Sign our complaint to the POST Commission

The recently formed state-level Peace Officer Standards and Training Commission is tasked with evaluating the worthiness of police officers to serve as sworn officers. They are empowered to revoke officers’ certification, thus preventing said officers from serving as police anywhere in the state of Massachusetts. Please read our official complaint regarding Chief Haigh and consider signing below. We will not publish your name or address online, but they will be visible to the Massachusetts POST Commission in the official complaint.

To the Members of the Massachusetts Peace Officer Standards and Training Commission:

We, the undersigned, submit this formal complaint of Unprofessionalism (Policy or Procedure Violations/Conformance to Laws; and Conduct Unbecoming) for your review and hereby request an official investigation of the worthiness of Chief Robert Haigh, Jr., to be a sworn officer of the Greenfield Police department.

Attached please find the following documents: 

See also links to news articles in the incident narratives below.

We believe that these documents provide substantial evidence of poor judgment, mismanagement, and willful neglect on the part of Chief Haigh. We note in particular:

  • Haigh’s unwillingness to apply appropriate disciplinary measures following serious misconduct by subordinate officers, showing a lack of any effective oversight, which is his duty as chief;
  • Haigh’s obvious poor judgment in various cases:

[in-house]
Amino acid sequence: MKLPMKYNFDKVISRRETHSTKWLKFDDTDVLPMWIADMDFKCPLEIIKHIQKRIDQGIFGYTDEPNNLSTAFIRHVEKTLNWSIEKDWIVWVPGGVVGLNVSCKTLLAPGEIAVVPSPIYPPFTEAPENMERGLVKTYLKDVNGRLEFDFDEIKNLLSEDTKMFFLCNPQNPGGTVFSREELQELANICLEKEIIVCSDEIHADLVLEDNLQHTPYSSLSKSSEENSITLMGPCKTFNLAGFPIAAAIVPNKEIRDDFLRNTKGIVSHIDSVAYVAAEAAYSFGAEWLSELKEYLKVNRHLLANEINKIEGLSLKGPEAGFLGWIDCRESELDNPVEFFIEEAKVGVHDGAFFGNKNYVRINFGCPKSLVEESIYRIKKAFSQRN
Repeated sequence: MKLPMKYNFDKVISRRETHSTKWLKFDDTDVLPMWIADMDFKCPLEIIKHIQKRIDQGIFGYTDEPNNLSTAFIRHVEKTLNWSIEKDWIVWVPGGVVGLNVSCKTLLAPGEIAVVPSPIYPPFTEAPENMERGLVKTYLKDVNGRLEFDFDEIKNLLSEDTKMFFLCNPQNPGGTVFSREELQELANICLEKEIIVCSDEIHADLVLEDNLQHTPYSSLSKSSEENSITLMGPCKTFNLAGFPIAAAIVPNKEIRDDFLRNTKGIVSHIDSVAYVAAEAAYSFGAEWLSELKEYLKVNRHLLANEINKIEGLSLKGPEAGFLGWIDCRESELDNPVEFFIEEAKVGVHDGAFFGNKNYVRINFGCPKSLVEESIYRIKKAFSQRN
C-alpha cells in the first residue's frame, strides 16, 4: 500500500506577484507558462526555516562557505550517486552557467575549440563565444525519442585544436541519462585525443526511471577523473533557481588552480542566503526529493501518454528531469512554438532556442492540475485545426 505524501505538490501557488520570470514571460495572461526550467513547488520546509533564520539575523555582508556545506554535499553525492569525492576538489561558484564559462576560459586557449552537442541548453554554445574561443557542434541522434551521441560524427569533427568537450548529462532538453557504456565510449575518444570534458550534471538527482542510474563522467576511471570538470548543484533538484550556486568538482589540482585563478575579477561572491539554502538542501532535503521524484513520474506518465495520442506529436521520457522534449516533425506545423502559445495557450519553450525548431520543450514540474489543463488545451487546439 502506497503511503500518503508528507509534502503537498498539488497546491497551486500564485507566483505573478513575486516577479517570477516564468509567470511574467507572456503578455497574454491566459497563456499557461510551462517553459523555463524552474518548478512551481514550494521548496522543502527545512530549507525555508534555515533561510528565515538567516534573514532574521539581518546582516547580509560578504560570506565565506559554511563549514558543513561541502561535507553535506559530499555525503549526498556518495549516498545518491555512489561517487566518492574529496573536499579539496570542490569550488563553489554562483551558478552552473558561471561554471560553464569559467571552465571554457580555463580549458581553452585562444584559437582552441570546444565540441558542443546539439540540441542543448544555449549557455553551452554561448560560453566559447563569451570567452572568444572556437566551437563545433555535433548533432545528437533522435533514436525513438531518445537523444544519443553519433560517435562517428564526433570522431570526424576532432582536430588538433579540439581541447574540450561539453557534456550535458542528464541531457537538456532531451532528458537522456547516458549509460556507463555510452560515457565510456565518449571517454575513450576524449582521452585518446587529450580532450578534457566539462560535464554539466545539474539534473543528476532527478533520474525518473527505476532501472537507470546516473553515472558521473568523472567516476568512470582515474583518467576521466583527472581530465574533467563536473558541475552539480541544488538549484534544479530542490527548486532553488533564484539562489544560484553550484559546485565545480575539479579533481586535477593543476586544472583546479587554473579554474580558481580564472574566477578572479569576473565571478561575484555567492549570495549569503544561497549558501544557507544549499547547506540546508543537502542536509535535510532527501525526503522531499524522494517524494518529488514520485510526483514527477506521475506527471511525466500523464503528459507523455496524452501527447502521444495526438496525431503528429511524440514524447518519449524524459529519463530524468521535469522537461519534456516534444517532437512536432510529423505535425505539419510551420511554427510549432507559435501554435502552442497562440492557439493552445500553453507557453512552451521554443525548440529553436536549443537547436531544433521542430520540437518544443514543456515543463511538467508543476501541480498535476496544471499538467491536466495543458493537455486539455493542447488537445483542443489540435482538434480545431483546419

• in knowingly assigning an officer with a reputation for bigotry to investigate harassment and civil rights violations;
    • in refusing to cooperate with other city officials seeking to remedy said officer’s inappropriate assignments, going even so far as to violate a newly passed city ordinance;
    • in enabling his officers to violate federal labor law during multiple authorized union strike actions by nurses; and 
    • in directly causing a resident to be fired by her employer, when she lodged legitimate grievances regarding mistreatment and misconduct at the hands of Greenfield officers.

Some of these incidents have only recently become widely known to the residents of Greenfield, and Chief Haigh has lost the confidence of the Greenfield community. We present each of these issues/incidents in greater detail below.

We have additional serious concerns related to a jury’s findings of “racial animus” in personnel decisions made by Chief Haigh (Hampshire Superior Court case Buchanan v. Haigh and City of Greenfield), but we understand that as this case is currently under appeal the Commission is not yet able to consider the jury’s verdict for purposes of their investigation.

We submit these incidents below in good faith and in our best understanding of the facts as represented in the public record. We request the POST commission consider our complaint and its associated documentation and offer prompt resolution regarding the worthiness of Chief Haigh to serve as a sworn officer.


The undersigned residents of Greenfield and Franklin County

Unwillingness to apply discipline following serious misconduct by subordinates

Ancillary evidence from the Buchanan case demonstrated that Haigh neglected to impose disciplinary action against officers for a range of serious offenses: